At that time, there was very strong sentiment that, hey, you know, something has to be done about the gross pollution. You could see it, smell it, taste it. I mean, it was, everybody agreed something needed to be done. As far as, uh, where we, where we are today, we’re a little bit of a victim of that success because you don’t see pollution.

A lot of what’s remaining is invisible to the public, and it’s only visible to us scientists who actually go out and measure it. And that’s if we measure for the right things. Again, I also mentioned 1972 gave the states forcing them to do more with their water quality standards, which through that time was an evolutionary process.

So, at the beginning, we were just measuring common chemicals that were pollutants, some of which were toxic, some of which were depleting oxygen, things like that. And that evolved all the way up to using biological indicators, which were a much more direct measurement of the sum total of pollution. A lot of which we weren’t measuring with individual chemicals. So that was a big advancement through that time period and most states do it but the problem is most states have limited programs compared to states like Maine, Ohio, Vermont. Uh, there’s a couple others out there who have adopted that approach, but I think EPA has had a very tepid oversight of that aspect compared to what they’ve had on things like permits, and the essential ingredients of water quality standards, which is aquatic life, water supply, recreation in and on the water, and human and wildlife protection. But beyond that, there really is a lot of variation in how sophisticated state programs really are and their ability to actually measure it and so on so we’ve, you know, after 50 years, we’re still lagging badly in that area. And that’s where you do see articles from people saying that, you know, we need to get with it on modernizing the implementation of the Clean Water Act. At the same time, though, the political climate is entirely different. Now, in the 1970s, the states couldn’t get out of their own way fast enough passing water pollution control laws and demanding very stringent responses to this law. As far as today, we’re seeing in some states a deliberate effort to undermine the Clean Water Act. Maine is not one of those states, so it’s not visible probably to people who live in Maine, but it’s certainly visible to me being in the Midwest U. S. and seeing it not only in Ohio, but in our neighboring states.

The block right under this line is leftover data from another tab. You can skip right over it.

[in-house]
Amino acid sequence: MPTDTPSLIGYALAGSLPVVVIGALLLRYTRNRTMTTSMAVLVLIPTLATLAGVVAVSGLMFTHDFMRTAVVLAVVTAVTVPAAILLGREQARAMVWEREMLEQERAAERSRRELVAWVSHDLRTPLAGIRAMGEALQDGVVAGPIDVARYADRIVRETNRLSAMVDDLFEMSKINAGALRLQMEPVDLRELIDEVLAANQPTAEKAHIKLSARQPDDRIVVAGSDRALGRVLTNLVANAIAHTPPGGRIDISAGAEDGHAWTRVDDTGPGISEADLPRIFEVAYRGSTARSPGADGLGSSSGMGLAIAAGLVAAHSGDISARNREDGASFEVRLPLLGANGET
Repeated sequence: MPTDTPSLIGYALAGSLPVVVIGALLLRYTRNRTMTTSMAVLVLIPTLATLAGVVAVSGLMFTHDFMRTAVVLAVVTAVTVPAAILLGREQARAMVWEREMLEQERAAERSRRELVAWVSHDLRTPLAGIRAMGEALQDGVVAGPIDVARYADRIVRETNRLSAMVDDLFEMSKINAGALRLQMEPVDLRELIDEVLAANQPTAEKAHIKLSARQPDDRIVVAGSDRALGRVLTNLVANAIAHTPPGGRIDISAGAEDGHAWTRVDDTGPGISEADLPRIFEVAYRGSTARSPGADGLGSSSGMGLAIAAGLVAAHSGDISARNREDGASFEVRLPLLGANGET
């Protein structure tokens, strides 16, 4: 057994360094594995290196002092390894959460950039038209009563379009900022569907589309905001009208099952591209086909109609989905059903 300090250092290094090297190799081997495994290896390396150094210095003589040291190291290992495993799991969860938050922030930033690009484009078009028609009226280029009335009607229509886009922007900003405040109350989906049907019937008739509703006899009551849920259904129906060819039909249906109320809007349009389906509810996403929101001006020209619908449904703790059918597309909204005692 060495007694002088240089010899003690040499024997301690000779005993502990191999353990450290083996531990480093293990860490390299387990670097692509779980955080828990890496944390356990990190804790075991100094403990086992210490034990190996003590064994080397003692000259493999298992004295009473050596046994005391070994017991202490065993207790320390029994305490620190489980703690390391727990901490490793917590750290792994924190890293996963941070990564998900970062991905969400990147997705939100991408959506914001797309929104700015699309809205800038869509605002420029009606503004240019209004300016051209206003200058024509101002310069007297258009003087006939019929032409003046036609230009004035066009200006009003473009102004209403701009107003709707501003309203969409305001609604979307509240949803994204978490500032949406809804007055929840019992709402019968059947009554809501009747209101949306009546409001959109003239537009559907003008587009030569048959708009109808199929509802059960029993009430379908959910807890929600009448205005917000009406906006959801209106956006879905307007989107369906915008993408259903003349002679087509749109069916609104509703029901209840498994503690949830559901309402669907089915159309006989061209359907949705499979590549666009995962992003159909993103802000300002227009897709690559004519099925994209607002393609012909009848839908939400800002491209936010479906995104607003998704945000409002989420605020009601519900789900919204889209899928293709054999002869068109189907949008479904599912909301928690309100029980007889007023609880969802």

Seems to be a general lack of awareness of the seriousness of that issue. In some cases, states have actually put administrators in place. That’s their mission is to blunt the affecting this environmental laws. So, and I go through that in the article, and I cited a couple of examples of that.

[00:26:30] Eric Miller: Yeah, I mean, I never lived through, uh, as poor water quality as the 1950s, 60s, and of course, many people who have, out of sight, out of mind.

Um, and it’s hard to know how bad it can be and so definitely something that will be worth paying attention to going forward. Brian, do you have, yeah, Brian, if you would want to chip in on.

[00:26:58] Brian Kavanah: I think it’s an interesting question, you know, know, what’s changed in the last 70 years in terms of management. I think what stayed pretty much the same is we have this really firm foundation of the classification system that is really, you know, the ground we stand on.

It’s evolved and changed a little bit over time, but that’s our strong foundation. That’s kind of stayed the same. But I was thinking about what’s changed in terms of technology and tools. And, you know, something I think we just take for granted is, you know. I think probably most of us started before there was computers, right?

I started in 88, the DEP, and there was no computers. We had a typing pool. We might’ve had one fax machine and we might’ve had a Xerox machine and that was our technology. And now, you know, with computers and the Internet, we can share information. We can access research, we can analyze data in all sorts of ways, we can run computer models. We have data signs, we can go out and get continuous monitoring data and bring that back and download that. And it’s just a tremendous change that we’ve taken for granted. And it’s, you know, within our span of our careers that that’s happened. So that’s, that’s interesting, and I think also we’re using, uh, probably more fish tissue analysis, you know, Maine kind of pioneered back when dioxin was an issue, the above and below test of measuring dioxin levels in fish, and Governor King at the time said, you know, the fish below the mill need to be just as clean or as high quality as the fish above the mill. And you know, that was interesting to use that as a biological indicator and we talked about the bio criteria that we use and, uh, wet testing has evolved for toxicity using fish and, uh, other organisms to determine whether or not a discharge is, is potentially toxic.